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What's in your Industrial Control Cabinet?

By Special Guest
Jörg Hecke, Head of Product Management, SEH Computertechnik
September 06, 2018

If you operate an industrial plant today, you're familiar with the automation brains of the outfit -- the shop floor's industrial control cabinet. Mounted in that cabinet's racks are the logic controllers that supervise and time industrial processes. They trigger the movement of mechanical devices like flow regulators, servo motors and heat lamps. That's also where sensor data is received, making all that automated direction and supervision possible.

The Cloud and the Industrial Internet of Things (IIoT) enter this picture when automated activity starts drawing on intelligence beyond the cabinet. That's when data gets extracted and sent upstream in the network for deeper analysis; perhaps long-term, perhaps off-site and perhaps aggregated with data from other such sites.

That's also when sensors get so smart -- from all the interrelated variables that have been tracked and analyzed -- that they can recognize the sound or vibration of a pump about to break, in time for those alerted to fix or replace it. Now data flowing up through the cloud keeps informing and fine tuning this recognition, before flowing down to the apps and visual displays on the mobiles and desktop PCs of authorized users near and far.  

Broadly speaking, if you want to keep up with the pace of industrial automation and keep costs in line, you face two tasks: a) embedding your existing devices into the network and b) making them smart. The keys to both are in that cabinet. With the right, smart connections, even relatively traditional industrial applications can put Cloud and Industrial Internet of Things (IIoT) to work. Here's a closer look into two such scenarios.

Bottling Plant Caps the Cost of Security
A bottling plant run with costly Siemens industrial automation must prevent unauthorized people from physically entering the shop floor and potentially disrupting production. It must also screen access to the plant's controls, presented through PC-based visualization. With a USB device server mounted in its control cabinet, the plant is able to bring two devices onto its network: a USB-based RFID reader and (via relay) an electrical door opener.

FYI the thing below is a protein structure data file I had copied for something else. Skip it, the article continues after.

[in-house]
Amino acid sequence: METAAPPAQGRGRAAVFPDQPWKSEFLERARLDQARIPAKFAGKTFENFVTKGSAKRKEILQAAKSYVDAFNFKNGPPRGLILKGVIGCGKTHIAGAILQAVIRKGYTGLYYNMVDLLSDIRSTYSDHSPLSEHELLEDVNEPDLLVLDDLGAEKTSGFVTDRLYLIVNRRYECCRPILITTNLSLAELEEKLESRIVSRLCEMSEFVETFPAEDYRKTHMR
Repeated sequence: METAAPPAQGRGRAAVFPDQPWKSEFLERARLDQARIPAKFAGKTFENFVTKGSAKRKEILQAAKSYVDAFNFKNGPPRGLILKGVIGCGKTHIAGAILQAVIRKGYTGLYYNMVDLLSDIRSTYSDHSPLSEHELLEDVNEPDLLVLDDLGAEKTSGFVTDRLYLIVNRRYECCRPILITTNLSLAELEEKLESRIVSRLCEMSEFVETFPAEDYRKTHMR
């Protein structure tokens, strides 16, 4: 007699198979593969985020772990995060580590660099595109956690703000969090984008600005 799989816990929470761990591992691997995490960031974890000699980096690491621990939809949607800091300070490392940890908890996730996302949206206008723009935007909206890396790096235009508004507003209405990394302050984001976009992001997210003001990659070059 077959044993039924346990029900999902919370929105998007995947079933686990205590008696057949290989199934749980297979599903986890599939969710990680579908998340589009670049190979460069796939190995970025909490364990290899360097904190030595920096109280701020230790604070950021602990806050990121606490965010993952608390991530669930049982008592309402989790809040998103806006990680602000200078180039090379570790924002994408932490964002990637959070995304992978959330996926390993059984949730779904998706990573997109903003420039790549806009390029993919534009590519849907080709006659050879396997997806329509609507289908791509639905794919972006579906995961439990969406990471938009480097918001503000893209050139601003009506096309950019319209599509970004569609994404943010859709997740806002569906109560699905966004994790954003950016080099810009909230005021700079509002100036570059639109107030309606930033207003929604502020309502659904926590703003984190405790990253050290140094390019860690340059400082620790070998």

The same RFID cards that grant employees physical access through doors to restricted areas also authenticate them to the industrial PC in the cabinet, satisfying the requirements of two separate security checkpoints, one physical and one digital. The USB device servers also give plant operators freedom from vendor lock-in, with its associated cost savings and greater flexibility.

Greenhouse Grows Peak Efficiencies
A specialty plant breeder in Germany has spent heavily on modernizing and digitizing its greenhouses, updating its sensors, lamps, sprinklers and ventilation controls. This automation, however, is directed by preexisting "climate computers" from facilities automation company RAM. Reliable and well integrated with the grower's processes and workflow, these "Klimacomputers" control sprinklers, heat lamps and ventilation flaps in response to sensed conditions for a wide range of plants and cultivation requirements. They also represent significant preexisting investment. Produced in a pre-networked era, however, they came with older, serial interfaces.

In order to be able to network these climate computers and to safely access the greenhouse automation software from any internet connection, this company needed to get around this limitation. So they simply mounted a serial-to-USB data converter into the cabinet alongside the climate computer and connected that converter in turn to a USB device server, similarly mounted side-by-side on the cabinet's DIN rail.

These two devices and their management software effectively turned the Klimacomputer into a full-blown network device. Now the plant breeders can monitor and reprogram greenhouse operation from any branch of the company, anywhere, including a panel PC on-site. They can also roll out revisions to settings across multiple greenhouses from a central management station, as specific combinations of heat, light, water and fertilizer prove most effective for specific crops.

The serial-to-USB and USB device server solution is easily duplicated across a company intranet or Internet, when and if the company adds more branches and greenhouses.

In these actual use cases, DIN-mountable devices -- USB device server and serial-to-USB converter -- make it possible to bring serial and/or USB devices into the company network and the IIoT. They extend the life of existing equipment, enable the use of third-party, less expensive auxiliary devices and help keep pilot projects within budget. In addition, they allow the data generated by these applications to be aggregated across the company network and analyzed,  yielding optimized operation.

About the author: Jörg Hecke is head of Product Management at SEH Computertechnik GmbH, a technology innovator for network solutions in the licensed software/USB management and printing sectors. All SEH Technology products, including the INU-100 USB Industrial USB Device Server and the SU-320 Serial-to-USB data converter, are developed and produced at the company's headquarters in Bielefeld, Germany.

Edited by Ken Briodagh

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